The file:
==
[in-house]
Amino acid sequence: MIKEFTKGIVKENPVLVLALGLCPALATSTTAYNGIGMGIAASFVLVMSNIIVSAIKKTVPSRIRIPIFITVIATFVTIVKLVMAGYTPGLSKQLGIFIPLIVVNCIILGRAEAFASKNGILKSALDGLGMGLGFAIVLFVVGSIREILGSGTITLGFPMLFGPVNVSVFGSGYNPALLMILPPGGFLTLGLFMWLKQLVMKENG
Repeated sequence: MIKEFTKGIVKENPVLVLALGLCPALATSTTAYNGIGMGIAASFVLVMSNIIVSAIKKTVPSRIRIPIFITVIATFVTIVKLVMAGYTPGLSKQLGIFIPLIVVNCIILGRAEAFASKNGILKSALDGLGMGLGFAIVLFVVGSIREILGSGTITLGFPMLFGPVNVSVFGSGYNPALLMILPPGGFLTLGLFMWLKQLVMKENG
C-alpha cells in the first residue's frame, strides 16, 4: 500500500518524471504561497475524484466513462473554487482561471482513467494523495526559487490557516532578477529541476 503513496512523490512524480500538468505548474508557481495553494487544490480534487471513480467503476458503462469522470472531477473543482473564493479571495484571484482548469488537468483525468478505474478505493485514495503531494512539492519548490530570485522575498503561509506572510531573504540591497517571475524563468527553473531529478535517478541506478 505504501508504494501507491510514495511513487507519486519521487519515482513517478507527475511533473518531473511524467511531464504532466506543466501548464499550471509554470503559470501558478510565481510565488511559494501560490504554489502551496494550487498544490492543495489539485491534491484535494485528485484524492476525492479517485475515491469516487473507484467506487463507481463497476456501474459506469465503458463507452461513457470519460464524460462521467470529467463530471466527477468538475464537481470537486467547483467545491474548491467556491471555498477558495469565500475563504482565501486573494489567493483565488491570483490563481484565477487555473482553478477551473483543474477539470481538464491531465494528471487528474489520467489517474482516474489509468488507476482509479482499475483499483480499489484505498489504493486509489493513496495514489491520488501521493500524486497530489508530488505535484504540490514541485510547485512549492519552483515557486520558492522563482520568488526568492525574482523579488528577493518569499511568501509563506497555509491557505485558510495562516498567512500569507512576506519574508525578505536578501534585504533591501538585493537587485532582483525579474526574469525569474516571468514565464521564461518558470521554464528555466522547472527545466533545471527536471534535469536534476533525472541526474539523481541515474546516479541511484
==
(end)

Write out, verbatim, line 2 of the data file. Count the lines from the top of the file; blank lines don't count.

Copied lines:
Amino acid sequence: MIKEFTKGIVKENPVLVLALGLCPALATSTTAYNGIGMGIAASFVLVMSNIIVSAIKKTVPSRIRIPIFITVIATFVTIVKLVMAGYTPGLSKQLGIFIPLIVVNCIILGRAEAFASKNGILKSALDGLGMGLGFAIVLFVVGSIREILGSGTITLGFPMLFGPVNVSVFGSGYNPALLMILPPGGFLTLGLFMWLKQLVMKENG